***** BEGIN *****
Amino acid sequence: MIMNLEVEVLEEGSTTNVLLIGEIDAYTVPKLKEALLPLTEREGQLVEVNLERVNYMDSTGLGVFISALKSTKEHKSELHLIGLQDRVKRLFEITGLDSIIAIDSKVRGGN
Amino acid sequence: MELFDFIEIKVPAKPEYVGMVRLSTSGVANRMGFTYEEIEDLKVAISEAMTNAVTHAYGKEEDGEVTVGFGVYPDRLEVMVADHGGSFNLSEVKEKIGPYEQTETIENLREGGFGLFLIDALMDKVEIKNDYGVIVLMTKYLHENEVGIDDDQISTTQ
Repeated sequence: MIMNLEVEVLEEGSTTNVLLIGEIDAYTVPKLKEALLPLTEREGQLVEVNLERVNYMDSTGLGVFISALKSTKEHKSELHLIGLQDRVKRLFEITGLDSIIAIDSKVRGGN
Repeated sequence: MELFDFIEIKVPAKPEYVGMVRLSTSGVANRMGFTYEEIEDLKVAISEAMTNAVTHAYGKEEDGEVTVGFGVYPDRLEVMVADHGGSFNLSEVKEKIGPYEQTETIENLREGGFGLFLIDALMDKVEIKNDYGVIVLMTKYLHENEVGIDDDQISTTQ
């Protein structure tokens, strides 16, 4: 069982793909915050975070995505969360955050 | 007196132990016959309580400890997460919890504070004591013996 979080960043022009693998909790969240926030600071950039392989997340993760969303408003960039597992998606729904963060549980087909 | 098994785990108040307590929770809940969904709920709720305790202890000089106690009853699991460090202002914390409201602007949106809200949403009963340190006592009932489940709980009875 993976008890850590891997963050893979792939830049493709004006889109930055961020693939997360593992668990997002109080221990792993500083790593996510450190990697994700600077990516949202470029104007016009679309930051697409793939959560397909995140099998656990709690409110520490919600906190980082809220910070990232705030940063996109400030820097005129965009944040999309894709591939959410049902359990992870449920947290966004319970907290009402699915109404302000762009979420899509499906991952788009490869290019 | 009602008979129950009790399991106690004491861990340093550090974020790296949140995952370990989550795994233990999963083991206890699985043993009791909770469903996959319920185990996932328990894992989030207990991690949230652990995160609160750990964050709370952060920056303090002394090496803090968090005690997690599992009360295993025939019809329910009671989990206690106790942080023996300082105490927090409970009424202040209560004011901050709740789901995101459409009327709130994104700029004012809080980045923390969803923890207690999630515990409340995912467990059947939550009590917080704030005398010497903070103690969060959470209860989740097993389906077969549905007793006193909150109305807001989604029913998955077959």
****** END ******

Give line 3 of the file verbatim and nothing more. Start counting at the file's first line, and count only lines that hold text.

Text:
Repeated sequence: MIMNLEVEVLEEGSTTNVLLIGEIDAYTVPKLKEALLPLTEREGQLVEVNLERVNYMDSTGLGVFISALKSTKEHKSELHLIGLQDRVKRLFEITGLDSIIAIDSKVRGGN